5) Paul F. Tompkins – Mr. Peanutbutter, Diane’s boyfriend and a TV star. Oh, and he’s a dog.

As we learn from this teaser trailer for BoJack Horseman, nothing is off limits in this anthropomorphic version of Los Angeles. Seriously, nothing.

In addition to the core cast’s star power, we can expect to hear some other favorite celebrity voices in each episode, as Patton Oswalt, Stanley Tucci, Melissa Leo, Wendie Malick and Keith Olbermann are all on board for the disgusting fun. But words are nothing but letters shoved together, so let’s see something more than just a teaser trailer.

Television critics are already weighing in on Netflix’s latest original work, and the quotes you’re about to read aren’t exactly going to inspire you to set a reminder. In fact, if I had to sum them all up with one BoJack Horseman GIF, I’d say that this one does the trick:

Part of the series’ problem right out the starting gate is that Arnett’s boorish, self-absorbed former sitcom star feels like little more than an equine version of a character he’s played a dozen times, most effectively in “Arrested Development.” – Brian Lowry, Variety

BoJack hits funny bones hardest when it loads up on background gags–for example, the fact every character has a terrible ringtone provides surprisingly rich humor as the six episodes advance. – Kyle Anderson, Entertainment Weekly (via Metacritic)

All of the setups are promising, and there’s nothing really wrong with the idea of repurposing the has-been-sitcom-star template by making the lead character a horse. What’s wrong is that it’s not well written. You get the sense that Bob-Waksberg figured just taking a well-worn premise and populating it with animated animals is somehow funny enough to sustain us for 12 episodes. – David Wiegand, San Francisco Chronicle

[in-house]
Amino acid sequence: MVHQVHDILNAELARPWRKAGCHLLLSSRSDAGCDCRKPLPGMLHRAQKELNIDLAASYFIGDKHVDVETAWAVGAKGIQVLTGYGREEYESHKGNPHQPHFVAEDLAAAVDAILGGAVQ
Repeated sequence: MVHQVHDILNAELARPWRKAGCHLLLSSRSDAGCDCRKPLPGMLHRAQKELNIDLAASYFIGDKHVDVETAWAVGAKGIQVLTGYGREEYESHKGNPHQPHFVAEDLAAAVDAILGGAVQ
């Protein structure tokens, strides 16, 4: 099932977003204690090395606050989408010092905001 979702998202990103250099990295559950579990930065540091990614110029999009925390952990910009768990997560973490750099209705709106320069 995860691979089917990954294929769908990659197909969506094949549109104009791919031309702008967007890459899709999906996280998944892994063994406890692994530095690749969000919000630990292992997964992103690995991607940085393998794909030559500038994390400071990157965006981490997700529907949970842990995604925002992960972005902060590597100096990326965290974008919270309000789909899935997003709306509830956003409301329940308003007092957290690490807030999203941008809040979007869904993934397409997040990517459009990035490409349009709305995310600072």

Arnett plays a washed-up ‘90s TV star — a man with a horse’s head — in this bizarre, Seth MacFarlane-like show that seems to have stemmed from a trippy night on ‘shrooms. In the words of Nancy Reagan, just say no. – Lori Racki, Chicago Sun-Times

In defense of a show that I have not watched and am excited for based on the cast and premise alone, judging any series on its first season has become a futile exercise. Think back to the first seasons of the two greatest animated series ever created – The Simpsons and South Park – and they’re both trash in comparison to the show’s best years and episodes. Not all animated series can be as explosive and awesome as Archer from Day One, but even that show didn’t have universal praise in the beginning.

Meanwhile, Netflix users, apparently oblivious to the definition of “review” having to do with actually watching something, are already weighing in with their own ratings, and it seems to be a mix of positive…

… downright paranoid and just plain pissy.

Again, BoJack Horseman debuts on Friday, August 22 and, like all Netflix original series, will be available in its entirety. It’s certainly not going to be everybody’s cup of tea, but when your trailer starts out with Air Bud International Airport, you’ve earned a three-episode grace period from this guy.